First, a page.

Things Everyone Should Know when They Are Newly Diagnosed with Diabetes

Things Everyone Should Know when They Are Newly Diagnosed with Diabetes



What is Diabetes?

Being diagnosed with diabetes can be overwhelming, but being educated on the disease can help manage it as well as relieve some of the worry. There are two types of diabetes, type 1 and type 2. In diabetes type 1, the pancreas does not make insulin, because the body’s immune system attacks the islet cells in the pancreas that make insulin. In diabetes type 2, the pancreas makes less insulin than used to, and your body becomes resistant to insulin. This means your body has insulin, but stops being able to use it. Diabetes type 2 is much more common and is usually diagnosed in adults.

Management

Managing your diabetes and staying compliant with medications is very important. Uncontrolled diabetes can lead to a host of problems such as neuropathy, kidney disease, heart disease, stroke, blindness, and more. These can develop over time without any symptoms, so even if you feel fine it is important to stay on top of your treatment. For both types, to avoid complications you should:

  • Follow a healthy eating plan
  • Get physical activity 
  • Control blood pressure and cholesterol
  • Stop smoking 
  • Lose weight if overweight 
  • Take medication as instructed

Composition with glucometer and healthy food on grey background. Diabetes diet

Medication

Type 1: Treatment for type 1 diabetes involves insulin injections or the use of an insulin pump, frequent blood sugar checks, and carbohydrate counting. For some people with type 1 diabetes, pancreas transplant or islet cell transplant may be an option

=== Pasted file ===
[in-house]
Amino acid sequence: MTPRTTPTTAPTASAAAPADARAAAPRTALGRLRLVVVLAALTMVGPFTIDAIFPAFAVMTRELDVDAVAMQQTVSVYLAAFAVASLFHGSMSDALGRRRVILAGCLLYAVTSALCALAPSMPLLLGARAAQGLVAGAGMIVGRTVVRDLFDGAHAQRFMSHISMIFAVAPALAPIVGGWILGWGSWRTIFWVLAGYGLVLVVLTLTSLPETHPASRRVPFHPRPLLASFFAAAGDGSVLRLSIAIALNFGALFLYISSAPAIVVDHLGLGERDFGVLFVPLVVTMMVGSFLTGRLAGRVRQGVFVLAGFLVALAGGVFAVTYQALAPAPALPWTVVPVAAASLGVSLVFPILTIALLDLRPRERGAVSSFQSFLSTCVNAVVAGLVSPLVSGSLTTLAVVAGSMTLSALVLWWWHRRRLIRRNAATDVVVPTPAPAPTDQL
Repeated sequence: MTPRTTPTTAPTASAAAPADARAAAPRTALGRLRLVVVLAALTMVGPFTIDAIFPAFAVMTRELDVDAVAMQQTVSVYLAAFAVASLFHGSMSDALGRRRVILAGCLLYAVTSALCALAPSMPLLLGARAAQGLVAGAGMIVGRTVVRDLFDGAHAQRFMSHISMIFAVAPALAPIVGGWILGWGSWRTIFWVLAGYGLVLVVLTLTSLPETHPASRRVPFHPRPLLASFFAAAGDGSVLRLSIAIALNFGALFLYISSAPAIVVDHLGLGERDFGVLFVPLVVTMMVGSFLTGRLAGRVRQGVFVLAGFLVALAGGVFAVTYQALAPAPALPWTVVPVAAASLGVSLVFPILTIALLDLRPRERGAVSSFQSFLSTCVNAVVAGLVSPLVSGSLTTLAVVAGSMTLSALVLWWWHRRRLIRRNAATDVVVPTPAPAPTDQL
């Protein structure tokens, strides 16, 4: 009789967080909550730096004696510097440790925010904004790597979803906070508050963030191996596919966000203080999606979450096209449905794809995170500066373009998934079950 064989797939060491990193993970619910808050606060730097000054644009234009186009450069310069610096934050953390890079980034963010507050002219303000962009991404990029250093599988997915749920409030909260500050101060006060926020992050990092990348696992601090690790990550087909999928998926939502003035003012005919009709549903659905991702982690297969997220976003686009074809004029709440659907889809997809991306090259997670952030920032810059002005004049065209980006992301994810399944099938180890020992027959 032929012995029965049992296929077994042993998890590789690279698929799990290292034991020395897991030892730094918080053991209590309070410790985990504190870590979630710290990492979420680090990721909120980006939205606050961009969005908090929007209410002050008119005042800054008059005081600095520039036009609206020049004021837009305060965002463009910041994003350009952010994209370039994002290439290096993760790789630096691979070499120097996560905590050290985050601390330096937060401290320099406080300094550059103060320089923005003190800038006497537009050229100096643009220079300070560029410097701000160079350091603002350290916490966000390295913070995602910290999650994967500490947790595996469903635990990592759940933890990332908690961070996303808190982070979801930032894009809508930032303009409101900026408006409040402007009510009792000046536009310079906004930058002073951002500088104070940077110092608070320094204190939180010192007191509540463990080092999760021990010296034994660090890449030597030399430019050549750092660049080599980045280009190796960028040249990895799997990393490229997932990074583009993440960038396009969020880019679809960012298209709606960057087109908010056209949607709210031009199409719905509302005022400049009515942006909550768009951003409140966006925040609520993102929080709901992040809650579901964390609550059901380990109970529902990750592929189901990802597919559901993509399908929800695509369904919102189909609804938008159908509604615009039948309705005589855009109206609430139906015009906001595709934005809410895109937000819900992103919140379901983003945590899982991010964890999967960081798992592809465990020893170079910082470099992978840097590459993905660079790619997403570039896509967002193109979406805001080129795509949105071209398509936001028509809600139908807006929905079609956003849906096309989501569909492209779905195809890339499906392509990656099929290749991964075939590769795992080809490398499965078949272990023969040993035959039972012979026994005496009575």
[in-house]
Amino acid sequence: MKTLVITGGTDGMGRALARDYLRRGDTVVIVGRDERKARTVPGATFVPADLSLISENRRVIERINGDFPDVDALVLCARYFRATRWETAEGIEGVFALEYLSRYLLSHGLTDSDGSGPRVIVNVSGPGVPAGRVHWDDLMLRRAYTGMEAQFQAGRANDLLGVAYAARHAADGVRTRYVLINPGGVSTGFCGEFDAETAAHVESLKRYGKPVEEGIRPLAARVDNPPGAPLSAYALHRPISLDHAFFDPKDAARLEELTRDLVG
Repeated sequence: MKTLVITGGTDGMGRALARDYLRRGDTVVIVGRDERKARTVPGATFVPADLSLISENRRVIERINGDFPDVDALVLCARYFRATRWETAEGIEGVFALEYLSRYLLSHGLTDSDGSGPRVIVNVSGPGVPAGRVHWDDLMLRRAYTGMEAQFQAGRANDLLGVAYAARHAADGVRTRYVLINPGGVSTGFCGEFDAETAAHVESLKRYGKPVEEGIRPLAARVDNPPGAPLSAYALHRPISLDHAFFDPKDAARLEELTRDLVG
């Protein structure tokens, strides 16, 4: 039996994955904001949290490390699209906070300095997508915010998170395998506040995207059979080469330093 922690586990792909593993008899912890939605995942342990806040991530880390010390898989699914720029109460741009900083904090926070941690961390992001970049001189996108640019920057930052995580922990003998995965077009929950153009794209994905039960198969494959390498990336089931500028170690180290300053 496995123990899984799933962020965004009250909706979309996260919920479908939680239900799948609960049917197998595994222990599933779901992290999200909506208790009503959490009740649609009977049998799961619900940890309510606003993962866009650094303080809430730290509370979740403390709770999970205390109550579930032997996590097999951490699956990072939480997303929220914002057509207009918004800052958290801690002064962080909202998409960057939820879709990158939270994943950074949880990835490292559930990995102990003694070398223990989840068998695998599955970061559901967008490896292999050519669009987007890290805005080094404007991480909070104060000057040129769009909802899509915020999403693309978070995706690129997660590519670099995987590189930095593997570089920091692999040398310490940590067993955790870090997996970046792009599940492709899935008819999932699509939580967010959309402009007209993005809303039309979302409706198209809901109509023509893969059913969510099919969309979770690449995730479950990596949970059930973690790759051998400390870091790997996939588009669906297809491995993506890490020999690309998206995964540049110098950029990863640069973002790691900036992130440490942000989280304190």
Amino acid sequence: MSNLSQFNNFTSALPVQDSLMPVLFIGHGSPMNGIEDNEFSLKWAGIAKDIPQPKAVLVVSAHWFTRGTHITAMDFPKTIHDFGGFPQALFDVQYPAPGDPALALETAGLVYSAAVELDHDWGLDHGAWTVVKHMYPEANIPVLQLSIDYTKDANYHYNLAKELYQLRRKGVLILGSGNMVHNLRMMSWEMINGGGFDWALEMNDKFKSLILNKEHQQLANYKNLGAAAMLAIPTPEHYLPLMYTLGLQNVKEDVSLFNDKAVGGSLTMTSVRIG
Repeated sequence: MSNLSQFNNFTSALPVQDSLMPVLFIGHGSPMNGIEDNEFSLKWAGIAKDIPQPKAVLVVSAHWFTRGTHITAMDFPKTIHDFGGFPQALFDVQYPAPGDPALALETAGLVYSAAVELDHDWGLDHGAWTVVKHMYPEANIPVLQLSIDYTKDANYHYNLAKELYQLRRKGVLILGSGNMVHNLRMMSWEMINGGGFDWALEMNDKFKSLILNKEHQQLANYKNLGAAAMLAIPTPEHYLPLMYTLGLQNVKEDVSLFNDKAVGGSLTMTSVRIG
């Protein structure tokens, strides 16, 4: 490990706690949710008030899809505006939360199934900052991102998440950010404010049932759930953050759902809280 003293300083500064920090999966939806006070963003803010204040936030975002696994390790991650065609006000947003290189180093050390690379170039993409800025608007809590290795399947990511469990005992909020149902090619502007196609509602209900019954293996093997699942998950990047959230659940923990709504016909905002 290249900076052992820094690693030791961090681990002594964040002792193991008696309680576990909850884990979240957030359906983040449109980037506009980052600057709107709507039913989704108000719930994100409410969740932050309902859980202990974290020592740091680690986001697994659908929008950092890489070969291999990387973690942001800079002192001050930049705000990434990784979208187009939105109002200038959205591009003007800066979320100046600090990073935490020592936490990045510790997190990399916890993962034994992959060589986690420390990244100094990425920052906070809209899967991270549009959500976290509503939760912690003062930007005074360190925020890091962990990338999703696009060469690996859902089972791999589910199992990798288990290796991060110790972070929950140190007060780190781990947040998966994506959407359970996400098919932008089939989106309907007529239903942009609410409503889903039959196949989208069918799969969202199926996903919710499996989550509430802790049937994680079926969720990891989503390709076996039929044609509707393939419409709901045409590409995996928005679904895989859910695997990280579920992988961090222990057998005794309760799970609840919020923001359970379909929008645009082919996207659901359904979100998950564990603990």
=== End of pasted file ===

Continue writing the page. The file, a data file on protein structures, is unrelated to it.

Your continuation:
Type 2: Treatment of type 2 diabetes mostly involves lifestyle changes, monitoring of your blood sugar, along with oral diabetes drugs, insulin or both.

When to see the doctor 

You should try to see your provider every 3-6 months so they can check your A1C and make sure your blood sugar levels are in line. 

However, if you experience any symptoms such as:

  • Urinating often
  • Feeling thirstier than usual
  • Blurred vision
  • Nausea
  • Vomiting
  • Abdominal pain
  • A sweet, fruity smell on your breath
  • Shortness of breath
  • Dry mouth
  • Weakness
  • Confusion
  • Coma

Then you should see your provider right away as this can be a sign of high blood sugar or diabetic ketoacidosis.

Summary:

  • Types of diabetes:
  • Type 1: Pancreas does not produce insulin.
  • Type 2: Pancreas produces less insulin or body resists it.
  • Management:
  • Follow a healthy diet: Focus on whole foods, limit processed foods.
  • Exercise regularly: Aim for 150 minutes/week.
  • Control blood pressure and cholesterol.
  • Stop smoking.
  • Lose weight if overweight.
  • Take medication as instructed.
  • Treatment:
  • Type 1: Insulin injections or pump, blood sugar checks, carb counting.
  • Type 2: Lifestyle changes, blood sugar monitoring, oral medications, and/or insulin.
  • Doctor visits:
  • Schedule appointments every 3-6 months.
  • Seek immediate care for high blood sugar symptoms.

This article reviewed by Dr. Jim Liu, MD and Ms. Deb Dooley, APRN.

There’s nothing more important than our good health – that’s our principal capital asset.

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